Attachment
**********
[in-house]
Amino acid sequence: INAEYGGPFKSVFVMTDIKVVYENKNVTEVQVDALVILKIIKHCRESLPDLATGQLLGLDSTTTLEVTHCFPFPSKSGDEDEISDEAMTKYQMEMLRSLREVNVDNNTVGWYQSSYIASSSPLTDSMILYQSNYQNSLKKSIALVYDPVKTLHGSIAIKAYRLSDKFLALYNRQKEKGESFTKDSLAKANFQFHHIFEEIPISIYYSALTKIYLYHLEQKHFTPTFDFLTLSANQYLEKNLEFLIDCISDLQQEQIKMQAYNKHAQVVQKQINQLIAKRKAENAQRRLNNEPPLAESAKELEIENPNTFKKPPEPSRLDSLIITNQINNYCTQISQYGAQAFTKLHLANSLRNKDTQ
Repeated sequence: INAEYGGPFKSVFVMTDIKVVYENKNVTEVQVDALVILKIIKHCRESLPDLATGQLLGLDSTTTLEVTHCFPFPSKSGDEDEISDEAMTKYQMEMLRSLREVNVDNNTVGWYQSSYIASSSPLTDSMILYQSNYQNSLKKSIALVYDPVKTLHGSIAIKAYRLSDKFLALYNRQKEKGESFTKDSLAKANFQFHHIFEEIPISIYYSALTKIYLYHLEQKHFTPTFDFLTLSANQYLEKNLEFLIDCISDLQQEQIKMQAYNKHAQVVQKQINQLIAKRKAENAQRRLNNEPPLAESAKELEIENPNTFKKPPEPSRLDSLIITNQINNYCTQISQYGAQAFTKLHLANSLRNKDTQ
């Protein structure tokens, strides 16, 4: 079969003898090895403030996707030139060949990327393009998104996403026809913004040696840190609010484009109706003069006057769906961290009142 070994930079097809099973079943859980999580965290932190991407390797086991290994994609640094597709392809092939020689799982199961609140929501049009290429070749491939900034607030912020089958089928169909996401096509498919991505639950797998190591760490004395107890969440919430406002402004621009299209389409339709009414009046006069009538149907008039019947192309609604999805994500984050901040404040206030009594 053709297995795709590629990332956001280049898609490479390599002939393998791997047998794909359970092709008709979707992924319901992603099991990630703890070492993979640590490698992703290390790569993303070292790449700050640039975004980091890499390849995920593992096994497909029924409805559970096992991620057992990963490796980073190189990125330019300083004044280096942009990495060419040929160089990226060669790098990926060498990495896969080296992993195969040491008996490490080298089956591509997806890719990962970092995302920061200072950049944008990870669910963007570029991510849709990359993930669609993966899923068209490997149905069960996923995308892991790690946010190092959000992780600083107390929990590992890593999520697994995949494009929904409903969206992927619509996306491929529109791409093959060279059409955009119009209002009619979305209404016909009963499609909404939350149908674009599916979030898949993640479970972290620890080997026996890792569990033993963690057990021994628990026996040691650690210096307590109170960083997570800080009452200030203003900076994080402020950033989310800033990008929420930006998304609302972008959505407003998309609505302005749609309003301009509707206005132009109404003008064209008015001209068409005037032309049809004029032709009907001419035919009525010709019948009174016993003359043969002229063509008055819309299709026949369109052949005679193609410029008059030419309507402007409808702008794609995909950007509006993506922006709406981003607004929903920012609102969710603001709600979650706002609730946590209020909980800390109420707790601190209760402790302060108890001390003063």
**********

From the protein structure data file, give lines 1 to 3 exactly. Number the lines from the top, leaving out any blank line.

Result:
[in-house]
Amino acid sequence: INAEYGGPFKSVFVMTDIKVVYENKNVTEVQVDALVILKIIKHCRESLPDLATGQLLGLDSTTTLEVTHCFPFPSKSGDEDEISDEAMTKYQMEMLRSLREVNVDNNTVGWYQSSYIASSSPLTDSMILYQSNYQNSLKKSIALVYDPVKTLHGSIAIKAYRLSDKFLALYNRQKEKGESFTKDSLAKANFQFHHIFEEIPISIYYSALTKIYLYHLEQKHFTPTFDFLTLSANQYLEKNLEFLIDCISDLQQEQIKMQAYNKHAQVVQKQINQLIAKRKAENAQRRLNNEPPLAESAKELEIENPNTFKKPPEPSRLDSLIITNQINNYCTQISQYGAQAFTKLHLANSLRNKDTQ
Repeated sequence: INAEYGGPFKSVFVMTDIKVVYENKNVTEVQVDALVILKIIKHCRESLPDLATGQLLGLDSTTTLEVTHCFPFPSKSGDEDEISDEAMTKYQMEMLRSLREVNVDNNTVGWYQSSYIASSSPLTDSMILYQSNYQNSLKKSIALVYDPVKTLHGSIAIKAYRLSDKFLALYNRQKEKGESFTKDSLAKANFQFHHIFEEIPISIYYSALTKIYLYHLEQKHFTPTFDFLTLSANQYLEKNLEFLIDCISDLQQEQIKMQAYNKHAQVVQKQINQLIAKRKAENAQRRLNNEPPLAESAKELEIENPNTFKKPPEPSRLDSLIITNQINNYCTQISQYGAQAFTKLHLANSLRNKDTQ